About the division it is also said that, “the thirteenth and fourteenth centuries witnessed the rise of a schism among the followers of Rāmānuja due to a difference in their interpretation of Prapatti (surrender).”[69]  Those who subscribed to prapatti were called Tenkalai (Marjārakisoranyāya, cat-hold theory) and those opted for bhakti were called Vadakali, (Markatakisoranyāya, Monkey-hold theory).  The former (southern school) opted for Tamil Veda and the later (northern) for Sanskrit.  The chief argument is “the Vadakalai lays down that Prapatti is for those who cannot follow other ways, such as Karmayoga, Jñānayoga and Bhaktiyoga, while the Tenkalai holds that it is necessary for all whether able or not, to follow the other ways.”[70] The argument of the Tenkali, in an extended form is every person irrespective of his caste and creed, was entitled to practice Bhakti.[71]  This is an indication to hold that the reformatory efforts of ALVRS had to go through a radical change during the time of Ācāryas.
Later these new sects were ascribed to two Ācāryas, who have contributed enormously to the prominence of the works of Alvars. Vatakalai owes its allegiance to Vedānta Desika (1268 – 1369A.D.) and Tenkalai to Manavāla–Mämunikal (1370 – 1443 A.D.).[72]

4.2.2.2 Religious Attitude
The general remark about Rāmānuja’s attitude towards other religions may be understood from the statement that, “his vision of God is cosmic; he sees Him even in a Jain, Buddhist, etc., and as such is free from sectarian bias and bigotry.”[73]  But his hostile enemies were the Śaivites.  They persuaded Chola king Krimikānta / Kulottuñga who was a Śavite to force Rāmanuja to subscribe to the Śavite faith, i.e., accepting Śiva as the supreme Lord.  It is remarked that, “the Cholas were ardent Śaivas and evidently did not view the growing influence of Rāmānuja with favor.”[74]  It is reported that the Chola king blinded two of Rāmānuja’s disciples.  Thus Rāmānuja and his disciples underwent persecution.
To escape this situation, Rāmānuja left Chola country and went to Mysore, where Hoysala Yadava king ruled.[75]  It needs to be remembered that even in the collection of the works of ALVARS the struggle between the Śaivites and the Vaisnavites was more intense than the struggle with the Buddhists and Jains.  There are evidences to show that Ramanuja himself had indulged in serious disputation with the Saivites and reclaimed various shrines, then in possession of the Saivas, for the worshippers of Vishnu, particularly the celebrated temple of Tripeti.[76]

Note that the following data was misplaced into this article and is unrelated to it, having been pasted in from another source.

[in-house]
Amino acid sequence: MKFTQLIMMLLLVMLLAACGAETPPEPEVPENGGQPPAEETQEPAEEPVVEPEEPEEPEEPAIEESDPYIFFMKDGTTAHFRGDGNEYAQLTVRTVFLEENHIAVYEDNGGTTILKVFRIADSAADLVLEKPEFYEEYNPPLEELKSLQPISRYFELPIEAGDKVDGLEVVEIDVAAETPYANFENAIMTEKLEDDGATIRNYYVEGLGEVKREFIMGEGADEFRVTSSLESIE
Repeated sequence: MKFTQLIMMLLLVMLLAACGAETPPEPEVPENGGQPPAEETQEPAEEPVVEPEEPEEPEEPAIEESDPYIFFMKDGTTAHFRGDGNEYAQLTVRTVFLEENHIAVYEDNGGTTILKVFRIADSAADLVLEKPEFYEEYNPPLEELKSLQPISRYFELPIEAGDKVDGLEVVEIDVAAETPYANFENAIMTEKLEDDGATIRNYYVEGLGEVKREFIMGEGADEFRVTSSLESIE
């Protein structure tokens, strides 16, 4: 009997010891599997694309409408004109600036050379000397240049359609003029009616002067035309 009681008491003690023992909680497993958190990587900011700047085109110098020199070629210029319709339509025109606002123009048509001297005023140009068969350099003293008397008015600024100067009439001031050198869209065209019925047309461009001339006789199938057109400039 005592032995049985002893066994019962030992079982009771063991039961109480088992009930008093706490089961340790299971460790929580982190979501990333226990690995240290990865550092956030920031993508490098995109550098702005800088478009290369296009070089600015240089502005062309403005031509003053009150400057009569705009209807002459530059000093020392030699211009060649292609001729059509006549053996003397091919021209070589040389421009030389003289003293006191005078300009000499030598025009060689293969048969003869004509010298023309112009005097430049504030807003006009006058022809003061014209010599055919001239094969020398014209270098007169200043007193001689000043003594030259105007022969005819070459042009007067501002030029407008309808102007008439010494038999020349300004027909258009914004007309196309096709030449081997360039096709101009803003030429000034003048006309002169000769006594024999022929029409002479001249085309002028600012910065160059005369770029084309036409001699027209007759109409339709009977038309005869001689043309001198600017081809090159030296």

4.2.3 Mādhva and Other Exponents of Southern Vaishnavism
Next to Rāmānuja, Mādhva (1199 – 1278 A.D.) became the prominent Vaisnava Ācārya.   He advocated dualism and started a new sect.  “The name of his sect was Brahm sect. Later it was divided into two groups, i.e., Vyāsakūta and Dāsakūta.  The former conservative, the opposite is the latter.”[77]
Vallabha succeeded Mādhva.  His school is called Suddhādvaita or Pustimārga. Pustimārga is interpreted in two ways.  One is the way of eating, drinking and enjoying oneself, and the other is that it is the way of grace.[78] The second view is considerable one. The celebrated teacher Caitanya was the founder of Krsna bhakti in Bengal. “Nimbārka of the twelfth century was another great exponent of Southern Vaisnavism.”[79]  His system is called Bhedābheda or Dvaitādvaita and the sect is called Sanaka.  “In religion he accepted the doctrine of surrender (Prapatti) and translated it into a total devotion to Krishna and Rādha.”[80]  In his theology Krishna and Radha take the place of Nārāyana and Lakshmi, and claim the exclusive devotion of their followers.[81]
As bhakti movement underwent renaissance in the south, Rāmānanda, who was fifth in descent from the great southern teacher Rāmānuja, renovated it in north India. In his sect, Rāmā and Sita are given prominence.  The sect of Nāmadeva, a Sūdra by birth, flourished in Mārāthä country.  As it deviated from Vedic tradition, all other Vaisnava sects kept aloof from him.
Another sect deviated from Vedic tradition was the one established by Saint Tukārām.  He belonged to Mārātha caste, but was considered as Sudra.  Others in this line are Kabir (1398 – 1518) and Caitanya Deva (1485 – 1533). Caitanya was distinct in that he is a strict follower of the Vedic Varnāsrama Dharma.[82]  Probably this brought him little more acceptance among others.  Still, there were Tulsidäs, Mīrābāi etc.